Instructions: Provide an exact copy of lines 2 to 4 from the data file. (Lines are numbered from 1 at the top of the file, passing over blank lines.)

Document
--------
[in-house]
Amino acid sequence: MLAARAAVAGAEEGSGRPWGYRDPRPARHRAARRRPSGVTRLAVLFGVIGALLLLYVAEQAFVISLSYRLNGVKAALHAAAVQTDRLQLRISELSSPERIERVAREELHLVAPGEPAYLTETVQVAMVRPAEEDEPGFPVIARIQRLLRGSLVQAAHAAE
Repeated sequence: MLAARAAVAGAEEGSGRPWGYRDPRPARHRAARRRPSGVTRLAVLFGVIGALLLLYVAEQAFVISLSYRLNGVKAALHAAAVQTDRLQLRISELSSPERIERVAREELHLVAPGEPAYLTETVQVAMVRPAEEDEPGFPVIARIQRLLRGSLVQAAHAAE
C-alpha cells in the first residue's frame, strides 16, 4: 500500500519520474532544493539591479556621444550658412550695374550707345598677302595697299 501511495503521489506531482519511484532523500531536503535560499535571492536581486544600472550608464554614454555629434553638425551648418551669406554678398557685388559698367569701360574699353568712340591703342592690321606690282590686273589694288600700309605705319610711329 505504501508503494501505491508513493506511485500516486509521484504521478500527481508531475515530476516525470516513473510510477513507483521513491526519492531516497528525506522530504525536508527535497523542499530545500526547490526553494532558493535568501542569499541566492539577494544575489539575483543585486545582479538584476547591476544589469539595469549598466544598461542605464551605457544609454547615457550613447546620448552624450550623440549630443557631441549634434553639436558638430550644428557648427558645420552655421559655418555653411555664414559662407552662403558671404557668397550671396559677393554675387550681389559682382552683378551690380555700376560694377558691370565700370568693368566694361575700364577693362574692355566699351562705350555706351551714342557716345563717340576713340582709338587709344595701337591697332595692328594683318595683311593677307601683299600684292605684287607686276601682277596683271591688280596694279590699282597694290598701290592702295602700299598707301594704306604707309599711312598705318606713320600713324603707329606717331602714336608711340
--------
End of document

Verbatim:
Amino acid sequence: MLAARAAVAGAEEGSGRPWGYRDPRPARHRAARRRPSGVTRLAVLFGVIGALLLLYVAEQAFVISLSYRLNGVKAALHAAAVQTDRLQLRISELSSPERIERVAREELHLVAPGEPAYLTETVQVAMVRPAEEDEPGFPVIARIQRLLRGSLVQAAHAAE
Repeated sequence: MLAARAAVAGAEEGSGRPWGYRDPRPARHRAARRRPSGVTRLAVLFGVIGALLLLYVAEQAFVISLSYRLNGVKAALHAAAVQTDRLQLRISELSSPERIERVAREELHLVAPGEPAYLTETVQVAMVRPAEEDEPGFPVIARIQRLLRGSLVQAAHAAE
C-alpha cells in the first residue's frame, strides 16, 4: 500500500519520474532544493539591479556621444550658412550695374550707345598677302595697299 501511495503521489506531482519511484532523500531536503535560499535571492536581486544600472550608464554614454555629434553638425551648418551669406554678398557685388559698367569701360574699353568712340591703342592690321606690282590686273589694288600700309605705319610711329 505504501508503494501505491508513493506511485500516486509521484504521478500527481508531475515530476516525470516513473510510477513507483521513491526519492531516497528525506522530504525536508527535497523542499530545500526547490526553494532558493535568501542569499541566492539577494544575489539575483543585486545582479538584476547591476544589469539595469549598466544598461542605464551605457544609454547615457550613447546620448552624450550623440549630443557631441549634434553639436558638430550644428557648427558645420552655421559655418555653411555664414559662407552662403558671404557668397550671396559677393554675387550681389559682382552683378551690380555700376560694377558691370565700370568693368566694361575700364577693362574692355566699351562705350555706351551714342557716345563717340576713340582709338587709344595701337591697332595692328594683318595683311593677307601683299600684292605684287607686276601682277596683271591688280596694279590699282597694290598701290592702295602700299598707301594704306604707309599711312598705318606713320600713324603707329606717331602714336608711340